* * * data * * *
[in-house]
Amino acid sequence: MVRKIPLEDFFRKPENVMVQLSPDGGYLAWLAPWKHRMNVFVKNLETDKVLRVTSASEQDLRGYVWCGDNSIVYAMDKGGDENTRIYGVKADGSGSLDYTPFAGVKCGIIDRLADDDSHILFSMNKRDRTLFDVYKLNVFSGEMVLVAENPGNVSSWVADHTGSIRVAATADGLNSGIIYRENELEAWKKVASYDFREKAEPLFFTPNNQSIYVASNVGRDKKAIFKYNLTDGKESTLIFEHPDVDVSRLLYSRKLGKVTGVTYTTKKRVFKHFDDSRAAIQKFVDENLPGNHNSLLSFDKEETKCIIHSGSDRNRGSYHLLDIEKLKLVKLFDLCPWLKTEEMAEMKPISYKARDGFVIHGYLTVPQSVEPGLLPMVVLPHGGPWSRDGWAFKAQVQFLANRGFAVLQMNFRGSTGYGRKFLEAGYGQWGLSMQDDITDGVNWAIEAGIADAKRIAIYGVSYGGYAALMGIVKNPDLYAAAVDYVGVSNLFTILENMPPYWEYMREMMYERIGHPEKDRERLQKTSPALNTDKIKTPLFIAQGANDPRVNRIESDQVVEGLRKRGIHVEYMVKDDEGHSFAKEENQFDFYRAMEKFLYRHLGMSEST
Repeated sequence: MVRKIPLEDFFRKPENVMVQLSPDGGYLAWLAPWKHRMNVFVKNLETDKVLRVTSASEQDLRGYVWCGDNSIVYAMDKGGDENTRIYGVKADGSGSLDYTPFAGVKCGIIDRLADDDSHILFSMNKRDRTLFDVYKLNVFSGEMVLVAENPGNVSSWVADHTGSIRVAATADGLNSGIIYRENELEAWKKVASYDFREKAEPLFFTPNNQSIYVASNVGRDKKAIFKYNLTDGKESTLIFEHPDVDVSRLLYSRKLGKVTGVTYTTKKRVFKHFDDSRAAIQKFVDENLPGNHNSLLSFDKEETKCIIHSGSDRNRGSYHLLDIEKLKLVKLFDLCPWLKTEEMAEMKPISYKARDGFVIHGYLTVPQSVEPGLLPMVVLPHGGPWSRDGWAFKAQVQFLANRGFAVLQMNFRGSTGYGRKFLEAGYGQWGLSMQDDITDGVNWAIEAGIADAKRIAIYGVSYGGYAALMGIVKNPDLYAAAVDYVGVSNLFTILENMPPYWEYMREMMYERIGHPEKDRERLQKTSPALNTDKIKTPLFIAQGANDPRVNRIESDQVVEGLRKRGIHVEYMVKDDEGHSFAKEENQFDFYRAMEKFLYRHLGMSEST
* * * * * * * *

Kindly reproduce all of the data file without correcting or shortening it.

[in-house]
Amino acid sequence: MVRKIPLEDFFRKPENVMVQLSPDGGYLAWLAPWKHRMNVFVKNLETDKVLRVTSASEQDLRGYVWCGDNSIVYAMDKGGDENTRIYGVKADGSGSLDYTPFAGVKCGIIDRLADDDSHILFSMNKRDRTLFDVYKLNVFSGEMVLVAENPGNVSSWVADHTGSIRVAATADGLNSGIIYRENELEAWKKVASYDFREKAEPLFFTPNNQSIYVASNVGRDKKAIFKYNLTDGKESTLIFEHPDVDVSRLLYSRKLGKVTGVTYTTKKRVFKHFDDSRAAIQKFVDENLPGNHNSLLSFDKEETKCIIHSGSDRNRGSYHLLDIEKLKLVKLFDLCPWLKTEEMAEMKPISYKARDGFVIHGYLTVPQSVEPGLLPMVVLPHGGPWSRDGWAFKAQVQFLANRGFAVLQMNFRGSTGYGRKFLEAGYGQWGLSMQDDITDGVNWAIEAGIADAKRIAIYGVSYGGYAALMGIVKNPDLYAAAVDYVGVSNLFTILENMPPYWEYMREMMYERIGHPEKDRERLQKTSPALNTDKIKTPLFIAQGANDPRVNRIESDQVVEGLRKRGIHVEYMVKDDEGHSFAKEENQFDFYRAMEKFLYRHLGMSEST
Repeated sequence: MVRKIPLEDFFRKPENVMVQLSPDGGYLAWLAPWKHRMNVFVKNLETDKVLRVTSASEQDLRGYVWCGDNSIVYAMDKGGDENTRIYGVKADGSGSLDYTPFAGVKCGIIDRLADDDSHILFSMNKRDRTLFDVYKLNVFSGEMVLVAENPGNVSSWVADHTGSIRVAATADGLNSGIIYRENELEAWKKVASYDFREKAEPLFFTPNNQSIYVASNVGRDKKAIFKYNLTDGKESTLIFEHPDVDVSRLLYSRKLGKVTGVTYTTKKRVFKHFDDSRAAIQKFVDENLPGNHNSLLSFDKEETKCIIHSGSDRNRGSYHLLDIEKLKLVKLFDLCPWLKTEEMAEMKPISYKARDGFVIHGYLTVPQSVEPGLLPMVVLPHGGPWSRDGWAFKAQVQFLANRGFAVLQMNFRGSTGYGRKFLEAGYGQWGLSMQDDITDGVNWAIEAGIADAKRIAIYGVSYGGYAALMGIVKNPDLYAAAVDYVGVSNLFTILENMPPYWEYMREMMYERIGHPEKDRERLQKTSPALNTDKIKTPLFIAQGANDPRVNRIESDQVVEGLRKRGIHVEYMVKDDEGHSFAKEENQFDFYRAMEKFLYRHLGMSEST